For those of you who are trying to get away from harsh chemicals in all areas of their life, liquid hand soap might be one of those last few holdouts. It is hard to make/sell anything in liquid form without adding preservatives to keep nasties from growing in it, but that doesn’t mean we can’t make the soap ourselves in small batches as we need it.
All you need is a bar of your favorite natural soap, small pot or crockpot, water and a grater (alternatively a knife and submersion blender will work). Depending on how thick you want your soap to be, you can use more or less water in your recipe. For ours I used one part water and one part chopped soap chunks (I had some extra ends from a few batches of soap, waste not want not). I simply added the soap and water to a mini crockpot and let the mixture heat up. I then mixed it with a submersion blender… since I am not a very patient person. I COULD have grated the soap and avoided this, but laziness got the best of me. After things were fully incorporated, I let the mixture continue to cook for a few hours and poured it into a ball jar (it was still mildly frothy at this point).
The half soap / half water mixture produces a liquid soap with the consistency of a thin syrup. It works well in one of the handmade ball jar pumps and I’m sure would be awesome in a foaming pump as well. If you prefer a thicker soap you could do two parts soap to one part water. I might try that route the next time I have a few more soap scraps to spare. If you used an unscented bar of soap and want to scent your hand soap for the season, essential oils are a wonderful route to go – just make sure you check with your doctor first if you are pregnant, nursing or have any other health issues since some of them might effect the body in different ways.
Another quick note of caution – soap projects need their own set of tools that are not used for food… the dollar store is a great place to find cheapie bowls and graters. If you don’t want to invest in a separate stainless steel pot just for this, you could place it in a microwave safe bowl and warm it in 30 second intervals until the soap melts.
Growing ginger in your garden is really quite easy. Purchase a fresh piece of ginger from your grocery or farmers market. Look for a large piece with plenty of “nubs” and soak the root overnight in warm water before planting.
If you are in a northern climate where frost is a possibility, you will need to plant the ginger root in a pot that can be transferred indoors in the winter. Either drill a hole in the bottom of the pot, or place rocks at the base for drainage.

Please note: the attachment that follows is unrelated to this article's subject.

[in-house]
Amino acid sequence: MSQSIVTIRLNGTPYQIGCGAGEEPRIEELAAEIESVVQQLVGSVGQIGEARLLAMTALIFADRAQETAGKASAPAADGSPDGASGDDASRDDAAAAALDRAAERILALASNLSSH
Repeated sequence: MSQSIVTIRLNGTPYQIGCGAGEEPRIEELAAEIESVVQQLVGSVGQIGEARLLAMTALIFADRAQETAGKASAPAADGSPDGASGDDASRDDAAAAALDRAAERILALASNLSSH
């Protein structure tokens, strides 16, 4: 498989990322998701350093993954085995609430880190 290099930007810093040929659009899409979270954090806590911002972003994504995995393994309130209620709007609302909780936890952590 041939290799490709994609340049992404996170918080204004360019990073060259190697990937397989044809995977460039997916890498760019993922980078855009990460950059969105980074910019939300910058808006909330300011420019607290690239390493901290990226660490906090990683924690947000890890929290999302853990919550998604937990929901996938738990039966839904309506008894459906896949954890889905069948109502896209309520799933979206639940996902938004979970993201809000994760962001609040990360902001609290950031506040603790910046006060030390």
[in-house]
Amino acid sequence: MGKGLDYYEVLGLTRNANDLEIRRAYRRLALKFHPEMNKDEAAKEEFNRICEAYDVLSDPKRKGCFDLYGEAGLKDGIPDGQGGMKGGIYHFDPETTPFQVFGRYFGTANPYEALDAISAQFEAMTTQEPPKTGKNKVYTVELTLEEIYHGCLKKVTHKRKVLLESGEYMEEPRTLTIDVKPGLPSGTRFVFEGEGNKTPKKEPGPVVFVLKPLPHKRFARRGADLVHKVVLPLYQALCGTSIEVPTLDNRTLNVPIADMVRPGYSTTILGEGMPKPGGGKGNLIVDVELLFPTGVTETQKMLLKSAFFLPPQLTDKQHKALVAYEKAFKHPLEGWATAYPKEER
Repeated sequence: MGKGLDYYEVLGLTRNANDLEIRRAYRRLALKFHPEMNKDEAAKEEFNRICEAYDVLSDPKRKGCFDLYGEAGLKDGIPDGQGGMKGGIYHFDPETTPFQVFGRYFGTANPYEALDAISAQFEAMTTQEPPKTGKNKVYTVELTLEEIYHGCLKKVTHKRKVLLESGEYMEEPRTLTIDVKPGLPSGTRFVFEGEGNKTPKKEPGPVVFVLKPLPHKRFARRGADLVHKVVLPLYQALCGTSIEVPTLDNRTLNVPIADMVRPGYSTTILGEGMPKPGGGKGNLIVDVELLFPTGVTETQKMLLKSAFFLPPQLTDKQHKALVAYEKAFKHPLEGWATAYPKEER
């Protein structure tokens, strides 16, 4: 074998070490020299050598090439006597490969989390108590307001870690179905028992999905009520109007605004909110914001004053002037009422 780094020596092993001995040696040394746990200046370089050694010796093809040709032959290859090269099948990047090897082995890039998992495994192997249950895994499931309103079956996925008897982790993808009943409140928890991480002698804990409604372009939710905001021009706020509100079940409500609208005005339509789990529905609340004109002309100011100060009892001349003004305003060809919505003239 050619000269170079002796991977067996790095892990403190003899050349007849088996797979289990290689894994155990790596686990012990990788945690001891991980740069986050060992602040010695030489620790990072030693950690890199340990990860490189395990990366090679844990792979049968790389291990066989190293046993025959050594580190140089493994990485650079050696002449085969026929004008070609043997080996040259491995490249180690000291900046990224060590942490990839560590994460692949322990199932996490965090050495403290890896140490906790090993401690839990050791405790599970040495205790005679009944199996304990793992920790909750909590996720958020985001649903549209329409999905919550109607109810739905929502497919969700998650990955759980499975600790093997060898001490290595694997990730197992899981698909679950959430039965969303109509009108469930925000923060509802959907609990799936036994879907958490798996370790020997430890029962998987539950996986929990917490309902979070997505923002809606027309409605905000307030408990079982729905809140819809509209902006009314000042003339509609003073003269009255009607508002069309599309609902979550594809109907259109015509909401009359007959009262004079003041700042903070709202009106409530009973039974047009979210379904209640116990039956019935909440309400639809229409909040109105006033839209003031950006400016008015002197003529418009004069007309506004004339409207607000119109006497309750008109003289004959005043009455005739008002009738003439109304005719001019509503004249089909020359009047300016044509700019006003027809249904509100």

Fill the pot with well draining soil almost to the rim. Place the ginger root on top of the soil and cover with a thin (1/2″ to 1″) layer of dirt. Water well and place the pot in a place that gets plenty of sunlight.
Ginger plants like to be watered regularly, but they do best in well drained soil. When I did this experiment in our garden I tried to grow ginger in two pots, the one that received less water did much better than the one that received too much (that root rotted, an extremely stinky experience preparing that pot for the next planting).
After your ginger plant has matured, you can carefully harvest small portions of the root as needed without killing the plant. If you are anything like us, we always end up buying much more ginger than we could use and it either rots in the refrigerator or ends up forgotten in the freezer, so having a ginger plant we can harvest from is a much more sustainable option. If you try this let me know how the ginger does in your own garden!
A quick update about when our most recent soap batches will be cured and ready to ship:
Unscented Soap Bars
Castile Soap: 10/5/12
Coconut Soap: 10/5/12
Plain Soap: 10/2/12
Pumpkin Soap: 10/2/12
Chamomile Soap: 10/2/12
Poppy Soap: 10/2/12
Rosemary Soap: 10/4/12
Oatmeal Soap: 10/2/12
Coffee Soap: 10/4/12
Green Tea Soap: 10/4/12
Sea Salt Soap: 10/5/12
Scented Soap Bars
Love Potion: 10/4/12
Seasonal Scented Soap Bars
Harvest Soap: 10/2/12
Yule Soap: 10/4/12
Olive oil lamps are a beautiful alternative to a candle and can be quite easy to make.
While you can buy premade olive oil candle wicks, they can be somewhat expensive and it is really quite easy to make them yourself with materials you might already have on hand.
Thick glass container, such as a ball jar
Long piece of wire
Wick (can be made of string or any thin piece of cloth)
Shape the wire into a circle with the pliers, bend one end upward toward the center and form a loop to hold the wick.
Slide the wick through the loop and wrap downward around the wire. The thicker the wick, the larger the flame you will have.
Place the wire and wick assembly into the jar and fill with olive oil until just below the bottom of the loop. Soak the wick completely with the oil and allow the oil to absorb into the fabric before lighting it.
Oil candles are a great alternative in an emergency if you don’t have any wax candles available. They are also great for everyday use if you love candles, but want a more eco-friendly source of ambience. Using a high quality olive oil burns with no noticeable scent or smoke and can last for quite a long time.
Remember to always use candles with caution and never leave burning unattended.